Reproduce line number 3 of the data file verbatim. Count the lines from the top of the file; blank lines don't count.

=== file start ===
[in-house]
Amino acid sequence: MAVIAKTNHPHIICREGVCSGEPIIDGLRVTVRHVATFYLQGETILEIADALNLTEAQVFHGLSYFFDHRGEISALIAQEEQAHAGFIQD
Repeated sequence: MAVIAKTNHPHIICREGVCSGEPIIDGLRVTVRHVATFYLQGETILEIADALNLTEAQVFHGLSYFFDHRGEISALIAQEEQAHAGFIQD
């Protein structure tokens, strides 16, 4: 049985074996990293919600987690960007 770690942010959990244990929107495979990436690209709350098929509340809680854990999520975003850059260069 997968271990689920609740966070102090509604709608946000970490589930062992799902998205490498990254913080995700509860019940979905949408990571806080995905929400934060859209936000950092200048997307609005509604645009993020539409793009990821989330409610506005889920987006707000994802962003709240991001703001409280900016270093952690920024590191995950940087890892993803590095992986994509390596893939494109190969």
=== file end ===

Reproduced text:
Repeated sequence: MAVIAKTNHPHIICREGVCSGEPIIDGLRVTVRHVATFYLQGETILEIADALNLTEAQVFHGLSYFFDHRGEISALIAQEEQAHAGFIQD